🇮🇹 Connected hubs fight food waste in Italy
A project in the city of Milan combat food waste and redistribute excess resources with innovative connected hubs.
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Food is produced, consumed, and wasted at a dizzying speed in our world: about one-third of all food produced is wasted. The food industry is also responsible for about 25 percent of greenhouse gas emissions. Still, people starve and suffer from malnourishment in many parts of the planet.
An innovative project of the city of Milan aims to combat these problems, combining the reduction of food waste with redistribution to the ones most in need. The project creates an organized and centralized model based on the logic of giving, which involves supermarkets, companies, politics, universities, NGOs, and other associations.
The first steps to reduce food waste
With Expo Milano 2015, Food Policy 2030 was born: it's a series of initiatives to analyze city policies related to food, reduce waste by promoting responsible consumption, and direct food that would otherwise be wasted towards the neediest.
Actual actions against food waste officially began in 2019 with the first pilot model of the Hub Isola. The project was only possible thanks to the organized cooperation of several specialized players:
- The Municipality of Milan has identified and made available the various spaces
- The Polytechnic University of Milan designed the logistical-organizational model and analyzed the data
- Assolombarda involved multiple companies in the area
- Banco Alimentare della Lombardia carried out operational management on the model developed by the Politecnico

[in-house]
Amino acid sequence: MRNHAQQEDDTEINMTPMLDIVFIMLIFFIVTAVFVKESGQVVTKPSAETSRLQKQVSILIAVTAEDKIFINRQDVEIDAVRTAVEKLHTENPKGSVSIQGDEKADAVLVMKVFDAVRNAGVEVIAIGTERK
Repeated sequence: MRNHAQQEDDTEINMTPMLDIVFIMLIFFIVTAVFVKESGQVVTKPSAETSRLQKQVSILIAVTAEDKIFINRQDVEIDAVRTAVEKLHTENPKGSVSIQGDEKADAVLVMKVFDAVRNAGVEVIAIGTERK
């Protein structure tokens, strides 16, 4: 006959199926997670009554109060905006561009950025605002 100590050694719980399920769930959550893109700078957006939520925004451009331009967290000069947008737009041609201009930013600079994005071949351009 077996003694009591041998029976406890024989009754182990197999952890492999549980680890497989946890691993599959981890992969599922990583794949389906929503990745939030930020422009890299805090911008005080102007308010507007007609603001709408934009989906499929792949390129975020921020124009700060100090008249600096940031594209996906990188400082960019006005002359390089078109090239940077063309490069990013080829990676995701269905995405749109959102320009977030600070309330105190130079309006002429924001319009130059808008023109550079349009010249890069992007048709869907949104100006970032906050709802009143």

The pilot project made it possible to recover up to 77,000 tons of food per year – the equivalent of 154,000 meals.
An innovative logistic model
In the model designed, excess food is collected from supermarkets in the morning and company canteens in the afternoon. The companies involved benefit from a "Zero Waste" stamp and a reduction in the TARI tax of up to 20 percent, based on the food donated.
The collected food is transported in insulated vans to special local hubs, where it is stored on shelves or refrigerated. At this point, the donated food is distributed to non-profit organizations, NGOs.
Overcoming the method of direct contact between NGOs and supermarkets, this project presents itself as an innovative logistics chain, capable of promoting cooperation between all the parties involved in a win-win logic.
Thanks to this model, the collection of food becomes widespread and centralized, and the food is best preserved. The food collected, coming from various sources, is never a mono-product but always varied for a complete diet.
The pandemic: a fundamental test bench
This logistics model has been reworked for the "Food Aid Device" project, which started on March 16th, 2020. A centralized food collection network was created, where the donated food was collected in 10 temporary hubs and delivered to the most fragile and needy people.
In 15 weeks, over 20,700 people have been helped, making nearly 50,000 food deliveries.
A replicable and developing model
Between 2020 and 2021, the project was extended with the inauguration of two other hubs: Lambrate Hub and Gallaratese Hub. Two other Corvetto Hubs are in the start-up phase. A special "Zero Waste Hub" is also active at the fruit and vegetable market.
On October 17th Prince William awarded the city of Milan with the Earthshot Prize 2021 in the "Build a Waste Free-World" section, winning £1 million and the Royal Foundation support.
To date, each year, approximately 130 tons of food are recovered, the equivalent of 260,000 meals.
This is an interesting practical demonstration of the functioning of the neighborhood networks logic and the giving mechanism. It shows how only by cooperating and integrating the political and corporate logic it's possible to reach a supportive and respectful world.
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